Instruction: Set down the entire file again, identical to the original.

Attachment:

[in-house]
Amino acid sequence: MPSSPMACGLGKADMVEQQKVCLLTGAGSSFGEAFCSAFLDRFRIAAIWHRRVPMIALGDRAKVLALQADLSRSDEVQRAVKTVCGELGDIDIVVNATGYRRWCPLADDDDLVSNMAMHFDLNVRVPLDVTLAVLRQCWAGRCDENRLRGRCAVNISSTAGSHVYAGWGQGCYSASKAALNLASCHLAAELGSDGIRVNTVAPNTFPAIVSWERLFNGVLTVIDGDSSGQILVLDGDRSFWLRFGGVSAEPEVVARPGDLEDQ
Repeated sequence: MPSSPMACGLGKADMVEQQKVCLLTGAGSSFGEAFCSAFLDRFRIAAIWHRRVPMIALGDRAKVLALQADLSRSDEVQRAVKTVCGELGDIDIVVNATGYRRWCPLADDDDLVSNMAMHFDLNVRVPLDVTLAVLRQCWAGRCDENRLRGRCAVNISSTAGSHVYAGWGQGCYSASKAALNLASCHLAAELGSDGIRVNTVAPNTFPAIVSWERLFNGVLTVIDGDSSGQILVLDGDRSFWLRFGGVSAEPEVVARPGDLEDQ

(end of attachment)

[in-house]
Amino acid sequence: MPSSPMACGLGKADMVEQQKVCLLTGAGSSFGEAFCSAFLDRFRIAAIWHRRVPMIALGDRAKVLALQADLSRSDEVQRAVKTVCGELGDIDIVVNATGYRRWCPLADDDDLVSNMAMHFDLNVRVPLDVTLAVLRQCWAGRCDENRLRGRCAVNISSTAGSHVYAGWGQGCYSASKAALNLASCHLAAELGSDGIRVNTVAPNTFPAIVSWERLFNGVLTVIDGDSSGQILVLDGDRSFWLRFGGVSAEPEVVARPGDLEDQ
Repeated sequence: MPSSPMACGLGKADMVEQQKVCLLTGAGSSFGEAFCSAFLDRFRIAAIWHRRVPMIALGDRAKVLALQADLSRSDEVQRAVKTVCGELGDIDIVVNATGYRRWCPLADDDDLVSNMAMHFDLNVRVPLDVTLAVLRQCWAGRCDENRLRGRCAVNISSTAGSHVYAGWGQGCYSASKAALNLASCHLAAELGSDGIRVNTVAPNTFPAIVSWERLFNGVLTVIDGDSSGQILVLDGDRSFWLRFGGVSAEPEVVARPGDLEDQ